handlebar voltmeter. Go down to 11.9V when kicking/not firing, then recovers. With all lights on, about 100W drops to about 12.3v, then recovers to 12.5 after all switched off
Not logical. If "lights on, about 100W" causes the meter display to go from 12.5V to 12.3V (btw, the latter on a properly-calibrated meter indicates a half-discharged battery), there is something very wrong in the ignition circuit if just that causes the meter display to go from 12.5V to 11.9V. A different EI will not fix this.

starts if battery is charged to full with optimiser
Fully-charged lead-acid-type battery will measure 12.6V on a correctly-calibrated meter. Any higher meter reading across a recently-charged battery is 'surface charge', dissipates either over a little time or immediately the battery is required to power something.

I have a 2008 car,off the road, can start it with flat lead-acid battery jumped off a tiny lithium battery, maximum output of lithium battery is 12v.
You are confused:-

. Volts are units of potential difference between two places in an electrical circuit.

The lithium battery I use to emergency start a car was about 拢20 with charger. (Has usb ports and light too.) It's 1.2Ah. I'd use it in my bike, except it won't work, although does crank and fire car...
. You aren't comparing like with like:-

.. The fire/burglar alarm @rambo Geoff recommends is 7 Ah, the battery Triumph fitted to your bike new was 9 Ah, etc. Note the difference with "1.2Ah"?

. Modern battery specs. quote "cold cranking Amps" (ccA); that is the measure of a battery's ability to electric-start, nothing whatsoever to do with the long-time current a battery can supply ("Ah"). Note the vast difference between ccA and Ah figures? Educated guess says your "lithium battery I use to emergency start a car" has a high ccA.

Why are e.i.s in vintage Triumph's so sensitive to slightly not full voltage?
Ummm ... actually it's too many electrically-ignorant owners expect components all the makers say are "12V" to work with less. Not sure which bit of "12V" isn't clear? :confused:

That said, some Boyer-Bransden Mk.3 are known to be particularly sensitive to Volts just below 12V - the coils will supply an HT spark but the Box timing goes doolally. :( But Mk.3 was in production for around a couple of decades, you have to be fairly unlucky to get one of these. And, as I've written above, "MK3 and mini coils" is not clear.

My battery is a motobatt. Bit old, but this isn't the query.
The ignition is not magic, the components do not work in isolation. If your meter is correctly calibrated and it's indicating 11.9V when the bike won't start, absolutely the first component you suspect is the battery.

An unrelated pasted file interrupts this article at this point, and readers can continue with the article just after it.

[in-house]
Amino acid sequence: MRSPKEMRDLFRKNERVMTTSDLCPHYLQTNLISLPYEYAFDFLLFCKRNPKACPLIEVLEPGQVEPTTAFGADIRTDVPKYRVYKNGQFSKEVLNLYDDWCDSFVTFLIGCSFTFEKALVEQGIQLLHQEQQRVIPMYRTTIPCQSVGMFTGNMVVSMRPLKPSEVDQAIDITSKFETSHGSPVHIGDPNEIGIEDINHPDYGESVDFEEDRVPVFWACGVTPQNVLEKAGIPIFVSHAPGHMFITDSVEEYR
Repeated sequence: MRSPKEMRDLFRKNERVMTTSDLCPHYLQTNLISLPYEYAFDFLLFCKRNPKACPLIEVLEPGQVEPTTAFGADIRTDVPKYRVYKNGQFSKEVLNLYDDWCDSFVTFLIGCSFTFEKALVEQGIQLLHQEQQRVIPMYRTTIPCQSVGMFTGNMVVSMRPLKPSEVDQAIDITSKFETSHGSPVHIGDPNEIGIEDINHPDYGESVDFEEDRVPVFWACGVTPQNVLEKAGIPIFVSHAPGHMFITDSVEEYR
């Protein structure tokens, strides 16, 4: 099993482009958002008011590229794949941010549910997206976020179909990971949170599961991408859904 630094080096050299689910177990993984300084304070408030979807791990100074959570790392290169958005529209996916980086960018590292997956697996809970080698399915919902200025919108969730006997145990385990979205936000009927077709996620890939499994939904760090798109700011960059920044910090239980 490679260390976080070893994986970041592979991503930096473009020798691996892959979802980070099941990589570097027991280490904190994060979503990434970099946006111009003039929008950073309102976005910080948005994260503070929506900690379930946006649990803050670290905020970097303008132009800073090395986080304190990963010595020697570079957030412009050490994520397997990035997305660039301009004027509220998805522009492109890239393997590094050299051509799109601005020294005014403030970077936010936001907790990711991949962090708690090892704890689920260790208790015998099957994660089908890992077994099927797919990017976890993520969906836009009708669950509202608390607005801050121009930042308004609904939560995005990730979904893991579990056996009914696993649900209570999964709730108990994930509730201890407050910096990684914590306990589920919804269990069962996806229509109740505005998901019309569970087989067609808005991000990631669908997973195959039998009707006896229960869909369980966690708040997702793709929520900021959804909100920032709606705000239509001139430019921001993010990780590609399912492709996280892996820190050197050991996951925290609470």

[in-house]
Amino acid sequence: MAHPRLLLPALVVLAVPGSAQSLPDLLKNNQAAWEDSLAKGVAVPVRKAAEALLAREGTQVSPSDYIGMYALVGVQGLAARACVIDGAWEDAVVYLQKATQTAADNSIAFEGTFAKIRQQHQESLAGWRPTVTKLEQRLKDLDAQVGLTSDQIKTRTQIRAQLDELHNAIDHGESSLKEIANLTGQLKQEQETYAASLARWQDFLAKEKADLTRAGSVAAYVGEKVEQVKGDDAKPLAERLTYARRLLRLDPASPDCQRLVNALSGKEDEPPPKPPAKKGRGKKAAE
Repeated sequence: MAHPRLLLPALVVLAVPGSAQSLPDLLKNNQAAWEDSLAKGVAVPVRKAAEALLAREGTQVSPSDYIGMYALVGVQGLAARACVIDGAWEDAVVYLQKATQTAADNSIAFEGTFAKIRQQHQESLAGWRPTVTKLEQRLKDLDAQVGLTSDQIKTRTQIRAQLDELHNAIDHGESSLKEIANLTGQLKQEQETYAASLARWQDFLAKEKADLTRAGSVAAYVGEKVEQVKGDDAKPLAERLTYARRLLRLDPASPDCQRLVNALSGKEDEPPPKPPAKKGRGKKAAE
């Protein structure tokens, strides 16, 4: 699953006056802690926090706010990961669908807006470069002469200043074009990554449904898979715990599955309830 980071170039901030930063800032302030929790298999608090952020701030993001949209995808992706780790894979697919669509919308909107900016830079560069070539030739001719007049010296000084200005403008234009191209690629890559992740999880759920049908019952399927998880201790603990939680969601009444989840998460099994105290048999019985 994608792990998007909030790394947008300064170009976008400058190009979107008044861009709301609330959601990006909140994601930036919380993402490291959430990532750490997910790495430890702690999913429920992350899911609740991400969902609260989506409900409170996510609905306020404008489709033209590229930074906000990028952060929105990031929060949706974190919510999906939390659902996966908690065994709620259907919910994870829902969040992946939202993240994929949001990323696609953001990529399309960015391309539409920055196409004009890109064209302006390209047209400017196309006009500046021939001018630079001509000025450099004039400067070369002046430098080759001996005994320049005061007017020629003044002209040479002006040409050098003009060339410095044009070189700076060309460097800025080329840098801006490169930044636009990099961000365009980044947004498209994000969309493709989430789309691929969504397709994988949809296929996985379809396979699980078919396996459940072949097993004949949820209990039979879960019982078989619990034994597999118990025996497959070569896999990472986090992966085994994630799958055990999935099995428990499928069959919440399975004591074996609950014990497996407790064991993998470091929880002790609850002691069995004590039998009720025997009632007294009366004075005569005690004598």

Electrics are logical. Not troubleshooting logically can miss the actual fault(s). Not really difficult, especially on these old heaps.

It won't start my bike if it's on about 12.5 volts.
As I've written above, depends where the meter you're relying on is actually connected - between the battery -ve and battery +ve terminals does not mean an EI supplied from battery -ve through wires, connections, fuse, ignition and kill switches also has the same p.d. between its supply and battery +ve. Standard positive earth, ignition problem, confirm the meter supplying the reading is connected specifically between the B-B Box White wire connection and the battery +ve terminal.

While you're checking, standard 'positive earth':-

. Any B-B or clone (Pazon, Wassell/Vape) Box Red wire should be connected directly to the battery +ve terminal, not to some other random bit of bike.

. Coil +ve - single coil or coil furtherest from the Box in a multi-coil series array - should be connected either directly to the battery +ve terminal or at least into the bike's loom standard Red wires, again not to some other random bit of bike.

. Coils with single HT lead in use, verify electrical continuity between engine and battery +ve - connected to an engine component, e.g. cylinder head bolt/stud.

I want to know if there's a reliable, not FUSSY e.i. system for the 140E bike I'm building.
As I've written above, all EI are 12V components. 12V-15V across all ignition components under all circumstances, they all work 'til they break. Not difficult.

can't believe Honda owners have this trouble.
They do. I've owned Hondas longer than I've owned Triumphs. Japanese bike electrics ageing are wa-aa-ay more of a pita than Britbike electrics. Plus all the Japanese makers did some really dumb electrical stuff ... :rolleyes:

The problem with your Britbike is you aren't clear where the actual problem is; while you aren't clear where the actual problem is, you can't fix it.

battery optimiser
isn't the question
Not very clever to ignore the problems some are known to cause ...

Considered a home security alarm battery, but thought the connections might be unreliable
Same common 1/4" spade connections as elsewhere on your bike. They aren't normally unreliable, are they on your bike? Albeit don't use the red-, blue- and yellow-insulated bodger's terminals.

Hth.

Regards,
 

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Discussion Starter · #12 · (Edited)
My voltmeter is not calibrated, but is within 0.2V of handlebar voltmeter. So seems both must be reasonably ok. Anyway. ...

Went into garden. Measured following:
Across battery terminals 12.5
At coil black wire 12.5
Switched ignition on--at coil red wire 12.5

So no voltage loss through ignition. No voltage loss overnight.

Kicked bike over. Started first time. In back garden, so gave zero throttle, don't want to annoy people--immediatley died as expected.

Tried again no throttle, just to see if would fire once more. Won't. Only get smoke through carbs, kickback or nothing.

This often happens. If dies on first kick, won't then start.